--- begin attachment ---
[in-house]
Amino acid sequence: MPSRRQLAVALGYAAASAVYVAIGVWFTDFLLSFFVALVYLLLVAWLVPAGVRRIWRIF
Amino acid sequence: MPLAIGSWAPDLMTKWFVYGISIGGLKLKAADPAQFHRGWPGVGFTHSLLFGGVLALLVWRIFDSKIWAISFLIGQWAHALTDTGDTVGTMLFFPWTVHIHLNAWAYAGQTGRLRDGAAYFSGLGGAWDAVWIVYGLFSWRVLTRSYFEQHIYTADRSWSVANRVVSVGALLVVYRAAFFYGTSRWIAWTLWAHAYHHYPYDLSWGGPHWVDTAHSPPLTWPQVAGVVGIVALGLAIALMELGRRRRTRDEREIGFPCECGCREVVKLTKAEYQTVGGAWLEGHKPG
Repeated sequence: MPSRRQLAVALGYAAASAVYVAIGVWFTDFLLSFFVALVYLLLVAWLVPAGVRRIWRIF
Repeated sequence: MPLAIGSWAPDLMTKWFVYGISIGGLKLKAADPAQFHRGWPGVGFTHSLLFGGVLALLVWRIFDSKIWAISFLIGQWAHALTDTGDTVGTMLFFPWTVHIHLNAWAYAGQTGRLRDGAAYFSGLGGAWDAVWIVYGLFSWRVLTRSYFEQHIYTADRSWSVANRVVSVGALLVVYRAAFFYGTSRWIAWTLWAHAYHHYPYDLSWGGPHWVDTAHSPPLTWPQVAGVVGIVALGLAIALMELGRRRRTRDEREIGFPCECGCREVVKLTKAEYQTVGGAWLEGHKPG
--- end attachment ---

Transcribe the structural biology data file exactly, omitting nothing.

[in-house]
Amino acid sequence: MPSRRQLAVALGYAAASAVYVAIGVWFTDFLLSFFVALVYLLLVAWLVPAGVRRIWRIF
Amino acid sequence: MPLAIGSWAPDLMTKWFVYGISIGGLKLKAADPAQFHRGWPGVGFTHSLLFGGVLALLVWRIFDSKIWAISFLIGQWAHALTDTGDTVGTMLFFPWTVHIHLNAWAYAGQTGRLRDGAAYFSGLGGAWDAVWIVYGLFSWRVLTRSYFEQHIYTADRSWSVANRVVSVGALLVVYRAAFFYGTSRWIAWTLWAHAYHHYPYDLSWGGPHWVDTAHSPPLTWPQVAGVVGIVALGLAIALMELGRRRRTRDEREIGFPCECGCREVVKLTKAEYQTVGGAWLEGHKPG
Repeated sequence: MPSRRQLAVALGYAAASAVYVAIGVWFTDFLLSFFVALVYLLLVAWLVPAGVRRIWRIF
Repeated sequence: MPLAIGSWAPDLMTKWFVYGISIGGLKLKAADPAQFHRGWPGVGFTHSLLFGGVLALLVWRIFDSKIWAISFLIGQWAHALTDTGDTVGTMLFFPWTVHIHLNAWAYAGQTGRLRDGAAYFSGLGGAWDAVWIVYGLFSWRVLTRSYFEQHIYTADRSWSVANRVVSVGALLVVYRAAFFYGTSRWIAWTLWAHAYHHYPYDLSWGGPHWVDTAHSPPLTWPQVAGVVGIVALGLAIALMELGRRRRTRDEREIGFPCECGCREVVKLTKAEYQTVGGAWLEGHKPG